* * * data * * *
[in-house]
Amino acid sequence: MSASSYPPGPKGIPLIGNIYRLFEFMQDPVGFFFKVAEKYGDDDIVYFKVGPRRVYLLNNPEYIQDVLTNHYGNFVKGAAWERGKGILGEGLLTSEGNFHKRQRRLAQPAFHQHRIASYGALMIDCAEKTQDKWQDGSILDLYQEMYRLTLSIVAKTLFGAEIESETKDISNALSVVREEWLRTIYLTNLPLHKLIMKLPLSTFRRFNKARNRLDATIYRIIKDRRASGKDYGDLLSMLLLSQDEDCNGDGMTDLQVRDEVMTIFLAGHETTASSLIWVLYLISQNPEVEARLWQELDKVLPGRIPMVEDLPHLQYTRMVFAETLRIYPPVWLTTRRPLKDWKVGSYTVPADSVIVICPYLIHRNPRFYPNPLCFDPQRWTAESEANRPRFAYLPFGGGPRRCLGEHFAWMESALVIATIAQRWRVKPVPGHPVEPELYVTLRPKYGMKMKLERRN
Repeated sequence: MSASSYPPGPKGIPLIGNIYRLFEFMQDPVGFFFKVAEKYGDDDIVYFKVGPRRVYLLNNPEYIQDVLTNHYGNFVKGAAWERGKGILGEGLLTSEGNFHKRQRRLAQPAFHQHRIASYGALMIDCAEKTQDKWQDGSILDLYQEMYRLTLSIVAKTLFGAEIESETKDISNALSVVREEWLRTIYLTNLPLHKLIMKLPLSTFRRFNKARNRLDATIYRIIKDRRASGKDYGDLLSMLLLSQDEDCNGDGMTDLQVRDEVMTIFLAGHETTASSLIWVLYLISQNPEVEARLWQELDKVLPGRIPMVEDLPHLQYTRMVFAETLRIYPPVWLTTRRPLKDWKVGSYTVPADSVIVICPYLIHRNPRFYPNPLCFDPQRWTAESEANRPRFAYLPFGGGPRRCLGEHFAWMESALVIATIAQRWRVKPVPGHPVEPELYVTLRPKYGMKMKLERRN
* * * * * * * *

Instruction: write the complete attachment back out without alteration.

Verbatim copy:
[in-house]
Amino acid sequence: MSASSYPPGPKGIPLIGNIYRLFEFMQDPVGFFFKVAEKYGDDDIVYFKVGPRRVYLLNNPEYIQDVLTNHYGNFVKGAAWERGKGILGEGLLTSEGNFHKRQRRLAQPAFHQHRIASYGALMIDCAEKTQDKWQDGSILDLYQEMYRLTLSIVAKTLFGAEIESETKDISNALSVVREEWLRTIYLTNLPLHKLIMKLPLSTFRRFNKARNRLDATIYRIIKDRRASGKDYGDLLSMLLLSQDEDCNGDGMTDLQVRDEVMTIFLAGHETTASSLIWVLYLISQNPEVEARLWQELDKVLPGRIPMVEDLPHLQYTRMVFAETLRIYPPVWLTTRRPLKDWKVGSYTVPADSVIVICPYLIHRNPRFYPNPLCFDPQRWTAESEANRPRFAYLPFGGGPRRCLGEHFAWMESALVIATIAQRWRVKPVPGHPVEPELYVTLRPKYGMKMKLERRN
Repeated sequence: MSASSYPPGPKGIPLIGNIYRLFEFMQDPVGFFFKVAEKYGDDDIVYFKVGPRRVYLLNNPEYIQDVLTNHYGNFVKGAAWERGKGILGEGLLTSEGNFHKRQRRLAQPAFHQHRIASYGALMIDCAEKTQDKWQDGSILDLYQEMYRLTLSIVAKTLFGAEIESETKDISNALSVVREEWLRTIYLTNLPLHKLIMKLPLSTFRRFNKARNRLDATIYRIIKDRRASGKDYGDLLSMLLLSQDEDCNGDGMTDLQVRDEVMTIFLAGHETTASSLIWVLYLISQNPEVEARLWQELDKVLPGRIPMVEDLPHLQYTRMVFAETLRIYPPVWLTTRRPLKDWKVGSYTVPADSVIVICPYLIHRNPRFYPNPLCFDPQRWTAESEANRPRFAYLPFGGGPRRCLGEHFAWMESALVIATIAQRWRVKPVPGHPVEPELYVTLRPKYGMKMKLERRN